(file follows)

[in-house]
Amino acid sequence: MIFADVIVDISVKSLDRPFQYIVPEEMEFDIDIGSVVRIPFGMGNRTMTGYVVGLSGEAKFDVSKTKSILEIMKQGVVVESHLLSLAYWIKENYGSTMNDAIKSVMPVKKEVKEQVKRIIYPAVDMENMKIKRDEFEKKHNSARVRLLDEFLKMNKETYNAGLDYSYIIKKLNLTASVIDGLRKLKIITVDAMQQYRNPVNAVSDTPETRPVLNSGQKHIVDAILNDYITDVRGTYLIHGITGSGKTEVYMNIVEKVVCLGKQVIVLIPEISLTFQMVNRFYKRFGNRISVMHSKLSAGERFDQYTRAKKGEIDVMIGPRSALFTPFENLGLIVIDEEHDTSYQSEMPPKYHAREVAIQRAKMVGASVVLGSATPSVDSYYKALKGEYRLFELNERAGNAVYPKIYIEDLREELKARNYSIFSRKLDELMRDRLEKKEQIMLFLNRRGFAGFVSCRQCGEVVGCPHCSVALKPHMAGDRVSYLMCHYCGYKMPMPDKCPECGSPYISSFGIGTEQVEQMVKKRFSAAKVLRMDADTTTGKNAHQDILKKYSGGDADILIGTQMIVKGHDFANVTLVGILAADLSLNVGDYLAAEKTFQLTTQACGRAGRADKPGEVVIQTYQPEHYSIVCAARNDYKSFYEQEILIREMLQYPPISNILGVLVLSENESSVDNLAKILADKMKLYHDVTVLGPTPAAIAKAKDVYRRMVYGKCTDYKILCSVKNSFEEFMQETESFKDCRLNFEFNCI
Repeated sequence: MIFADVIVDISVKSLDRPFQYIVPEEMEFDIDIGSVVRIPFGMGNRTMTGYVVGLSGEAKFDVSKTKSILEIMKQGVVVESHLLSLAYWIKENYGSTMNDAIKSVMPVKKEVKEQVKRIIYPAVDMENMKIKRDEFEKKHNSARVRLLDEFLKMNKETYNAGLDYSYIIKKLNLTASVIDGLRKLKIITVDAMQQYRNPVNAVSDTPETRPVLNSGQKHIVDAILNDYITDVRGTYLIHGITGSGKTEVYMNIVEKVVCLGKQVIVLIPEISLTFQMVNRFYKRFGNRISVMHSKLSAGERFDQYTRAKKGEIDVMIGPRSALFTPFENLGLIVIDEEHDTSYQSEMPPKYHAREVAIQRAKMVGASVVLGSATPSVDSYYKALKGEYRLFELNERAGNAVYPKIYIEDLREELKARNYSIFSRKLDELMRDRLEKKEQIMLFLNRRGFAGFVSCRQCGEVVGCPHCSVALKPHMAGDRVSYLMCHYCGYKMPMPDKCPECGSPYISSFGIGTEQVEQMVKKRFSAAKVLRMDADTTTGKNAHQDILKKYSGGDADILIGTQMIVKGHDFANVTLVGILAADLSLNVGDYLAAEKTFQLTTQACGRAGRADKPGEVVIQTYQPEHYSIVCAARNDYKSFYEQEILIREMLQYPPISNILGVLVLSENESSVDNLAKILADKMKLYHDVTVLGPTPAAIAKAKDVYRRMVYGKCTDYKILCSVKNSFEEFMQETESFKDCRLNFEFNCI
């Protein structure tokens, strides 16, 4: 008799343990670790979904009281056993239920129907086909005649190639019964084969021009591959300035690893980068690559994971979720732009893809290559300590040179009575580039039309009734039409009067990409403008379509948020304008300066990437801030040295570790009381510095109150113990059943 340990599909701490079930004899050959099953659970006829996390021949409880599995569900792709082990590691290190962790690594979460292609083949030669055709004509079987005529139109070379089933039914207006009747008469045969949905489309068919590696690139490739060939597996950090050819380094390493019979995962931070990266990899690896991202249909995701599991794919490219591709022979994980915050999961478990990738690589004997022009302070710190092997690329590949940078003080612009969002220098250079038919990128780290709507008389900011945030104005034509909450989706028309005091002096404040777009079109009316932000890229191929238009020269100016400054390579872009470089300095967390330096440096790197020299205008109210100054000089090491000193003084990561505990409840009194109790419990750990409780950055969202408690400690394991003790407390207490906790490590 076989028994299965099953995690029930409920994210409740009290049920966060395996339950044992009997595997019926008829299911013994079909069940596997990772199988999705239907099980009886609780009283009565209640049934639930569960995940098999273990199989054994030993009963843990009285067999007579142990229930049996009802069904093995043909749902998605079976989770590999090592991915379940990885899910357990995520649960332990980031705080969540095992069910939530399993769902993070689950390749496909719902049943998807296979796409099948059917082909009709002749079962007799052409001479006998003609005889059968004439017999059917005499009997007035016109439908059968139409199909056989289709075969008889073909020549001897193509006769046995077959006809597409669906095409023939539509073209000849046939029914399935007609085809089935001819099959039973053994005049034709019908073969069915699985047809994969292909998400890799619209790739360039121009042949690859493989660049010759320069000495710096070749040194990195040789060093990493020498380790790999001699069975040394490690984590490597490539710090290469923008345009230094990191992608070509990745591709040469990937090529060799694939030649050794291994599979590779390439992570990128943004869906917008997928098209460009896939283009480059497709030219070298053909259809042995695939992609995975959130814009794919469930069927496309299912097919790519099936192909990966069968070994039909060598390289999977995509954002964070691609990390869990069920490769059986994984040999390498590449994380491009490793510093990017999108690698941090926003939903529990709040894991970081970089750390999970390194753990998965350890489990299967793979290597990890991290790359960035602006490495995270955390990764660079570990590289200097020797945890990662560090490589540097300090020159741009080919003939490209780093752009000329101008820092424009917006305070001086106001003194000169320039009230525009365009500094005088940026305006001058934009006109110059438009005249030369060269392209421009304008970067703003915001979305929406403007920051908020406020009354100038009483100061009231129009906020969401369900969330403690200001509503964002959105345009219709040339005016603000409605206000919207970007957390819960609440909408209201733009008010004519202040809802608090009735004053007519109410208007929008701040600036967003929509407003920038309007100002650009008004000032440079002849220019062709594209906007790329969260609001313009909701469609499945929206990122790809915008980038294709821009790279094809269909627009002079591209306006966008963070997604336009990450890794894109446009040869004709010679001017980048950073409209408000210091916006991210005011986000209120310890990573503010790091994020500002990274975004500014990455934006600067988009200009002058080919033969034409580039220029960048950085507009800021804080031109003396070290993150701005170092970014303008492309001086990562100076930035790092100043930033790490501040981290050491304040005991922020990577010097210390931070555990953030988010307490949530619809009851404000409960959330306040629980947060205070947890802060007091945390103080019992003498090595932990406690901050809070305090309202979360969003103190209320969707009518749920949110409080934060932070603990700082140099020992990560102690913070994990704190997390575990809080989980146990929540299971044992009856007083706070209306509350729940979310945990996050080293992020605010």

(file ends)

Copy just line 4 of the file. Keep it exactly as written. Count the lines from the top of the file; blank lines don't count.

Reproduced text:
């Protein structure tokens, strides 16, 4: 008799343990670790979904009281056993239920129907086909005649190639019964084969021009591959300035690893980068690559994971979720732009893809290559300590040179009575580039039309009734039409009067990409403008379509948020304008300066990437801030040295570790009381510095109150113990059943 340990599909701490079930004899050959099953659970006829996390021949409880599995569900792709082990590691290190962790690594979460292609083949030669055709004509079987005529139109070379089933039914207006009747008469045969949905489309068919590696690139490739060939597996950090050819380094390493019979995962931070990266990899690896991202249909995701599991794919490219591709022979994980915050999961478990990738690589004997022009302070710190092997690329590949940078003080612009969002220098250079038919990128780290709507008389900011945030104005034509909450989706028309005091002096404040777009079109009316932000890229191929238009020269100016400054390579872009470089300095967390330096440096790197020299205008109210100054000089090491000193003084990561505990409840009194109790419990750990409780950055969202408690400690394991003790407390207490906790490590 076989028994299965099953995690029930409920994210409740009290049920966060395996339950044992009997595997019926008829299911013994079909069940596997990772199988999705239907099980009886609780009283009565209640049934639930569960995940098999273990199989054994030993009963843990009285067999007579142990229930049996009802069904093995043909749902998605079976989770590999090592991915379940990885899910357990995520649960332990980031705080969540095992069910939530399993769902993070689950390749496909719902049943998807296979796409099948059917082909009709002749079962007799052409001479006998003609005889059968004439017999059917005499009997007035016109439908059968139409199909056989289709075969008889073909020549001897193509006769046995077959006809597409669906095409023939539509073209000849046939029914399935007609085809089935001819099959039973053994005049034709019908073969069915699985047809994969292909998400890799619209790739360039121009042949690859493989660049010759320069000495710096070749040194990195040789060093990493020498380790790999001699069975040394490690984590490597490539710090290469923008345009230094990191992608070509990745591709040469990937090529060799694939030649050794291994599979590779390439992570990128943004869906917008997928098209460009896939283009480059497709030219070298053909259809042995695939992609995975959130814009794919469930069927496309299912097919790519099936192909990966069968070994039909060598390289999977995509954002964070691609990390869990069920490769059986994984040999390498590449994380491009490793510093990017999108690698941090926003939903529990709040894991970081970089750390999970390194753990998965350890489990299967793979290597990890991290790359960035602006490495995270955390990764660079570990590289200097020797945890990662560090490589540097300090020159741009080919003939490209780093752009000329101008820092424009917006305070001086106001003194000169320039009230525009365009500094005088940026305006001058934009006109110059438009005249030369060269392209421009304008970067703003915001979305929406403007920051908020406020009354100038009483100061009231129009906020969401369900969330403690200001509503964002959105345009219709040339005016603000409605206000919207970007957390819960609440909408209201733009008010004519202040809802608090009735004053007519109410208007929008701040600036967003929509407003920038309007100002650009008004000032440079002849220019062709594209906007790329969260609001313009909701469609499945929206990122790809915008980038294709821009790279094809269909627009002079591209306006966008963070997604336009990450890794894109446009040869004709010679001017980048950073409209408000210091916006991210005011986000209120310890990573503010790091994020500002990274975004500014990455934006600067988009200009002058080919033969034409580039220029960048950085507009800021804080031109003396070290993150701005170092970014303008492309001086990562100076930035790092100043930033790490501040981290050491304040005991922020990577010097210390931070555990953030988010307490949530619809009851404000409960959330306040629980947060205070947890802060007091945390103080019992003498090595932990406690901050809070305090309202979360969003103190209320969707009518749920949110409080934060932070603990700082140099020992990560102690913070994990704190997390575990809080989980146990929540299971044992009856007083706070209306509350729940979310945990996050080293992020605010």